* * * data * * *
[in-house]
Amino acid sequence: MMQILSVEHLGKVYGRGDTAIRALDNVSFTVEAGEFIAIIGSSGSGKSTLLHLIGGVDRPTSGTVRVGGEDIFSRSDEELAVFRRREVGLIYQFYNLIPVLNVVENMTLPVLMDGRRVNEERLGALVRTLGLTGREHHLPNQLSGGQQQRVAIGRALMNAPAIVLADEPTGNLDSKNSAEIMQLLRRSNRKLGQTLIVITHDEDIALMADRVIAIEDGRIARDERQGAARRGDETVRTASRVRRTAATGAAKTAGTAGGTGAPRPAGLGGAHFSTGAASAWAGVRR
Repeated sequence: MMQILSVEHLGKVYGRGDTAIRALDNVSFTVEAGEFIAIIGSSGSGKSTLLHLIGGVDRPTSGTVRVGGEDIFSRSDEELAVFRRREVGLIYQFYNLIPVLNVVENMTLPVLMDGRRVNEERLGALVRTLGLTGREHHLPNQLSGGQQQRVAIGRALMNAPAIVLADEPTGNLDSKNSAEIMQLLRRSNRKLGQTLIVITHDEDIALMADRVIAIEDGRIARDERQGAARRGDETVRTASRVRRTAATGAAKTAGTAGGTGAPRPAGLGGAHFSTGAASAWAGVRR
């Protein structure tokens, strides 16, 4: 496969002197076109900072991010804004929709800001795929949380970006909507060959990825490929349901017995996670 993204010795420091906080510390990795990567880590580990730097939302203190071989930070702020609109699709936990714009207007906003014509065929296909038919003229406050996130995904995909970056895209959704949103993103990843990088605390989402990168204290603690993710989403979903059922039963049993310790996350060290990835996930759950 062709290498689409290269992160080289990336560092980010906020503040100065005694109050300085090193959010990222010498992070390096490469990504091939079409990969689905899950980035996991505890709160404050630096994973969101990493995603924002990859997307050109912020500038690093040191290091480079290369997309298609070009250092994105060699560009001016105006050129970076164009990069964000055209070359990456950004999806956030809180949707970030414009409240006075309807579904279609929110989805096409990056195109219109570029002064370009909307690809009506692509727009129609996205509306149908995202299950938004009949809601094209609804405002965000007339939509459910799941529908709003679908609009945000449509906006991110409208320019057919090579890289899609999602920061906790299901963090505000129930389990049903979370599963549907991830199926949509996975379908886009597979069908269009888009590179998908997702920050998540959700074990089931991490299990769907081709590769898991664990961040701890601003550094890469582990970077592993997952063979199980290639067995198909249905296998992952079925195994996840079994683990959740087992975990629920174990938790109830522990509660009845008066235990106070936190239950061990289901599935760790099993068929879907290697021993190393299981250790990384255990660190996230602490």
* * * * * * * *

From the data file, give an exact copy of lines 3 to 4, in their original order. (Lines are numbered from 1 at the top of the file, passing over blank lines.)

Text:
Repeated sequence: MMQILSVEHLGKVYGRGDTAIRALDNVSFTVEAGEFIAIIGSSGSGKSTLLHLIGGVDRPTSGTVRVGGEDIFSRSDEELAVFRRREVGLIYQFYNLIPVLNVVENMTLPVLMDGRRVNEERLGALVRTLGLTGREHHLPNQLSGGQQQRVAIGRALMNAPAIVLADEPTGNLDSKNSAEIMQLLRRSNRKLGQTLIVITHDEDIALMADRVIAIEDGRIARDERQGAARRGDETVRTASRVRRTAATGAAKTAGTAGGTGAPRPAGLGGAHFSTGAASAWAGVRR
């Protein structure tokens, strides 16, 4: 496969002197076109900072991010804004929709800001795929949380970006909507060959990825490929349901017995996670 993204010795420091906080510390990795990567880590580990730097939302203190071989930070702020609109699709936990714009207007906003014509065929296909038919003229406050996130995904995909970056895209959704949103993103990843990088605390989402990168204290603690993710989403979903059922039963049993310790996350060290990835996930759950 062709290498689409290269992160080289990336560092980010906020503040100065005694109050300085090193959010990222010498992070390096490469990504091939079409990969689905899950980035996991505890709160404050630096994973969101990493995603924002990859997307050109912020500038690093040191290091480079290369997309298609070009250092994105060699560009001016105006050129970076164009990069964000055209070359990456950004999806956030809180949707970030414009409240006075309807579904279609929110989805096409990056195109219109570029002064370009909307690809009506692509727009129609996205509306149908995202299950938004009949809601094209609804405002965000007339939509459910799941529908709003679908609009945000449509906006991110409208320019057919090579890289899609999602920061906790299901963090505000129930389990049903979370599963549907991830199926949509996975379908886009597979069908269009888009590179998908997702920050998540959700074990089931991490299990769907081709590769898991664990961040701890601003550094890469582990970077592993997952063979199980290639067995198909249905296998992952079925195994996840079994683990959740087992975990629920174990938790109830522990509660009845008066235990106070936190239950061990289901599935760790099993068929879907290697021993190393299981250790990384255990660190996230602490």